Mr. LOVE: Now, how often are you checking your sugars at home?
Unidentified Man: Twice a day.
Mr. LOVE: Twice a day?
Unidentified Man: Yeah, morning and night.
Mr. LOVE: Whats the lowest youve gotten?
ROVNER: And most of his patients, at least on this day, dont seem to care what his title is. Robert Marshman is from nearby Exeter, Maine.
Mr. ROBERT MARSHMAN: Tell you what, I think he's better than any medical doctor I've been to. And I've said that to everybody I've talked to.
ROVNER: Love planned to become a doctor. But he couldn't get into medical school out of college. He worked for several years as a registered nurse instead. When he decided to go back to school in the mid 1970s, he was urged to go to medical school. But with a wife and child, he was put off by the financial obligation that would mean.
Mr. LOVE: It just simply was not, at that stage in my life, feasible. I didn't have the money.
ROVNER: So he became a physician assistant. P.A.s get training that's similar to what doctors get, just less of it. The average P.A. program lasts just over two years. And he's good at what he does, in part because he knows his limits.
Mr. LOVE: I'm good. Im experienced and I'm confident, and all that kind of good stuff. I'm not an internist. And I tell my patients that. I just don't bring the same sophistication that a really skilled internist - and I shouldn't.
ROVNER: Love says he thinks people like him - P.A.s and other so-called midlevel practitioners - are a big part of the solution to the nation's shortage of primary care providers.
Mr. LOVE: We are ideally suited for it. And it's so cost-effective compared to any other form of medical provider. So we need to be educating a lot more of us.
ROVNER: And not just in rural areas but increasingly, everywhere.
Dr. MICHAEL MCDONALD (Sebasticook Family Doctors): You know, whether it's P.A.s or nurse practitioners, they're going to be an integral part of this - sort of the new horizon in medicine.
ROVNER: That's Michael McDonald. He's the primary care doctor who supervises Jim Love. But they dont work in the same building. McDonald works at another branch of Sebasticook Family Doctors, about 25 miles up the road in Dexter, Maine.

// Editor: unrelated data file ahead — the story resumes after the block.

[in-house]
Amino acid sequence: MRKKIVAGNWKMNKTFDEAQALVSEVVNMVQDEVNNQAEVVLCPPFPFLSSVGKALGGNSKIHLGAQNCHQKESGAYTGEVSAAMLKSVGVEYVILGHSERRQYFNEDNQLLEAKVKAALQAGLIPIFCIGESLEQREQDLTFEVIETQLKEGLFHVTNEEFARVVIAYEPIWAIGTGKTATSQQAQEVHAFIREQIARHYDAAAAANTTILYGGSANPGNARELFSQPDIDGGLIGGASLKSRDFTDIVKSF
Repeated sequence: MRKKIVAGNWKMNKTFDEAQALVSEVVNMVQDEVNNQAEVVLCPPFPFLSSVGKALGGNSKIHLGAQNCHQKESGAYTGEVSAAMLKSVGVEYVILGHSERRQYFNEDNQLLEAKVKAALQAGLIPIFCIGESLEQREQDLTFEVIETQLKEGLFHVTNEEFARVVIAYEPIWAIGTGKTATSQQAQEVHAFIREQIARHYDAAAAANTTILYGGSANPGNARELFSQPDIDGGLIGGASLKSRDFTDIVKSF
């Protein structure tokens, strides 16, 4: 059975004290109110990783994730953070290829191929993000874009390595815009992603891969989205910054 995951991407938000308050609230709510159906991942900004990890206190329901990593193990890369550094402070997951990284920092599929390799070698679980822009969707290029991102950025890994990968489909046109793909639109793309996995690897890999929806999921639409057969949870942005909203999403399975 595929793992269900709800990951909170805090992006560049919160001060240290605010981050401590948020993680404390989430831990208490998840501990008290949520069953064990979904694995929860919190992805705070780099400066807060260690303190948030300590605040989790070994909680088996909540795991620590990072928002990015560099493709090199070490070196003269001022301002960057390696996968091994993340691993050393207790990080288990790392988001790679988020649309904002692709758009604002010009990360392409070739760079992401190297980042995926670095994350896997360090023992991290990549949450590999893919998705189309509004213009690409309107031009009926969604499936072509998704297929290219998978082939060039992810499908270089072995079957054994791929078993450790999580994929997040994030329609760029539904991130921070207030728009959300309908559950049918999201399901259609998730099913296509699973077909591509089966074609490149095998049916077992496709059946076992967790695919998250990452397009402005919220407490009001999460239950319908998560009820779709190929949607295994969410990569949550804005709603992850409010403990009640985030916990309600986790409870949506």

They communicate primarily by phone and email, and each has his own, separate group of patients.
Dr. MCDONALD: It works out well. It helps our patients get access to care and you know - and provides good, quality medicine.
ROVNER: It's already a pretty typical arrangement in rural America. And as the number of primary care doctors goes down and the number of midlevel practitioners rises, it's becoming more common in urban areas, too.
But McDonald hopes his midlevel providers dont start streaming to the city. He says he couldnt run his primary care practice without the services of his physician assistant and nurse practitioners.
Sebasticook Family Doctors serves some 8,000 patients from 20 rural towns in four counties in central Maine.
Dr. MCDONALD: It's been very difficult to get M.D.s to come to the area. Or if they do, they don't stay for very long, and they leave. All of our nurse practitioners and P.A.s have been here almost since the beginning, since we started.
ROVNER: Jim Love, in fact, has lived in Pittsfield for more than 20 years, and he says he has no intention of leaving - at least not until he retires.
Mr. LOVE: I really am dedicated to this practice and taking care of the people we take care of. I really want this to succeed.
(Soundbite of door opening)
Mr. LOVE: Hey, there. How are you doing this morning?
Unidentified Woman #2: Oh, Im doing better.
ROVNER: It's now nearing 11 a.m. in Pittsfield. Jim Love is greeting his 11th - or maybe 12th - patient of the day.
Mr. LOVE: Okay. You're taking the 400 and the 200, both at bedtime?
Unidentified Woman #2: Yeah. Yeah.
ROVNER: And no matter how dedicated you are, some patients are more challenging than others, like this new patient he's seeing for the first time.
Mr. LOVE: She's truly above my pay grade. She's got a whole host of serious psychological and physical ailments. Im really not comfortable treating her.
ROVNER: But Love says he'll continue being her primary care giver because she has no place else to go. He'll consult with his supervising doctor and specialist, as needed. It's what makes his life both so rewarding, and so overwhelming.
He's hoping the practice will find a replacement for the doctor who just left, and he's hoping it will be a doctor. But even if it's another P.A. or a nurse practitioner, he'll be glad to have another set of hands to share the load.
Julie Rovner, NPR News.